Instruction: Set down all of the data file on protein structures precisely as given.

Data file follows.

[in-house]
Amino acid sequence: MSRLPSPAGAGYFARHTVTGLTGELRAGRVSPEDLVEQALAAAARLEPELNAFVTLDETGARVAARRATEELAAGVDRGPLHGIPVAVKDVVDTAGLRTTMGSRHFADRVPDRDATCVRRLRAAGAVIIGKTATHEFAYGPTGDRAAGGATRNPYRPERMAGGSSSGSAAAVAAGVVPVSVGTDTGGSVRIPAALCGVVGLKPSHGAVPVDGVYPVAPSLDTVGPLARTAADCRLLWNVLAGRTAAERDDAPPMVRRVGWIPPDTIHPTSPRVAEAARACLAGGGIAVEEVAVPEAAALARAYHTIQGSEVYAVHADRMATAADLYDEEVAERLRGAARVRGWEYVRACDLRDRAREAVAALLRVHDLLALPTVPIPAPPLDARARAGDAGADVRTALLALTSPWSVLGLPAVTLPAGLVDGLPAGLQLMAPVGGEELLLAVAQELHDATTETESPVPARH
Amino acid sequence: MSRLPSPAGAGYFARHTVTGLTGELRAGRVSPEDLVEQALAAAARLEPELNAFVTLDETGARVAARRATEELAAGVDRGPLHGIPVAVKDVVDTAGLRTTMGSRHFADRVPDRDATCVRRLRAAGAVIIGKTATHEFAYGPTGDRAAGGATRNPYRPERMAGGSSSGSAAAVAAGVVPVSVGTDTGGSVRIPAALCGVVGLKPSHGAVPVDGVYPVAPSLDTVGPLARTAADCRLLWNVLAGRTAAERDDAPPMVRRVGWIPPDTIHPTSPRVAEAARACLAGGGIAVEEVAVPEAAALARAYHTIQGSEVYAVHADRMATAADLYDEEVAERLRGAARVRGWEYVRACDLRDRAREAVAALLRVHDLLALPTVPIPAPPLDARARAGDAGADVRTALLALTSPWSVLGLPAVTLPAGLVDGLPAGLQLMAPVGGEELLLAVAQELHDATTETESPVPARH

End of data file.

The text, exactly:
[in-house]
Amino acid sequence: MSRLPSPAGAGYFARHTVTGLTGELRAGRVSPEDLVEQALAAAARLEPELNAFVTLDETGARVAARRATEELAAGVDRGPLHGIPVAVKDVVDTAGLRTTMGSRHFADRVPDRDATCVRRLRAAGAVIIGKTATHEFAYGPTGDRAAGGATRNPYRPERMAGGSSSGSAAAVAAGVVPVSVGTDTGGSVRIPAALCGVVGLKPSHGAVPVDGVYPVAPSLDTVGPLARTAADCRLLWNVLAGRTAAERDDAPPMVRRVGWIPPDTIHPTSPRVAEAARACLAGGGIAVEEVAVPEAAALARAYHTIQGSEVYAVHADRMATAADLYDEEVAERLRGAARVRGWEYVRACDLRDRAREAVAALLRVHDLLALPTVPIPAPPLDARARAGDAGADVRTALLALTSPWSVLGLPAVTLPAGLVDGLPAGLQLMAPVGGEELLLAVAQELHDATTETESPVPARH
Amino acid sequence: MSRLPSPAGAGYFARHTVTGLTGELRAGRVSPEDLVEQALAAAARLEPELNAFVTLDETGARVAARRATEELAAGVDRGPLHGIPVAVKDVVDTAGLRTTMGSRHFADRVPDRDATCVRRLRAAGAVIIGKTATHEFAYGPTGDRAAGGATRNPYRPERMAGGSSSGSAAAVAAGVVPVSVGTDTGGSVRIPAALCGVVGLKPSHGAVPVDGVYPVAPSLDTVGPLARTAADCRLLWNVLAGRTAAERDDAPPMVRRVGWIPPDTIHPTSPRVAEAARACLAGGGIAVEEVAVPEAAALARAYHTIQGSEVYAVHADRMATAADLYDEEVAERLRGAARVRGWEYVRACDLRDRAREAVAALLRVHDLLALPTVPIPAPPLDARARAGDAGADVRTALLALTSPWSVLGLPAVTLPAGLVDGLPAGLQLMAPVGGEELLLAVAQELHDATTETESPVPARH